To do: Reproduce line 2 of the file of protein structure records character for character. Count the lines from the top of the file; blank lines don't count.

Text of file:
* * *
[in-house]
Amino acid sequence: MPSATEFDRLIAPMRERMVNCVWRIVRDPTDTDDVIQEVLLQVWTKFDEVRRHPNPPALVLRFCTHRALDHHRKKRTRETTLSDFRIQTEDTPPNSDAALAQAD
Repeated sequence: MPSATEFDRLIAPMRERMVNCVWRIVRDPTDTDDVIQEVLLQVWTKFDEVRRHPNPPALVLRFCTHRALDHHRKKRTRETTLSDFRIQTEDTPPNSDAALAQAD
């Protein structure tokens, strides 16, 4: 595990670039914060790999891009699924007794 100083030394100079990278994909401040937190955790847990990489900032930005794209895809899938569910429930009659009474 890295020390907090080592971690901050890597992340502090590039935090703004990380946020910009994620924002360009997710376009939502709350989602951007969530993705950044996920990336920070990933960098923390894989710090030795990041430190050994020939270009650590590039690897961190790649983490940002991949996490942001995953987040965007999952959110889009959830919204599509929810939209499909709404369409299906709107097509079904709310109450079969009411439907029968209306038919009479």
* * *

Amino acid sequence: MPSATEFDRLIAPMRERMVNCVWRIVRDPTDTDDVIQEVLLQVWTKFDEVRRHPNPPALVLRFCTHRALDHHRKKRTRETTLSDFRIQTEDTPPNSDAALAQAD